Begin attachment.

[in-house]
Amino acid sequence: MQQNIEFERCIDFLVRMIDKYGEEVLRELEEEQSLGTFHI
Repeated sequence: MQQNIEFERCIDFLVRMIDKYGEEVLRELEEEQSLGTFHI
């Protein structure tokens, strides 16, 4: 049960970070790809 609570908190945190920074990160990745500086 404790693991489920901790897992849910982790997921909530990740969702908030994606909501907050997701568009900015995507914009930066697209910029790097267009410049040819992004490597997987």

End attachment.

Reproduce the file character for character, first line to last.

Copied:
[in-house]
Amino acid sequence: MQQNIEFERCIDFLVRMIDKYGEEVLRELEEEQSLGTFHI
Repeated sequence: MQQNIEFERCIDFLVRMIDKYGEEVLRELEEEQSLGTFHI
């Protein structure tokens, strides 16, 4: 049960970070790809 609570908190945190920074990160990745500086 404790693991489920901790897992849910982790997921909530990740969702908030994606909501907050997701568009900015995507914009930066697209910029790097267009410049040819992004490597997987």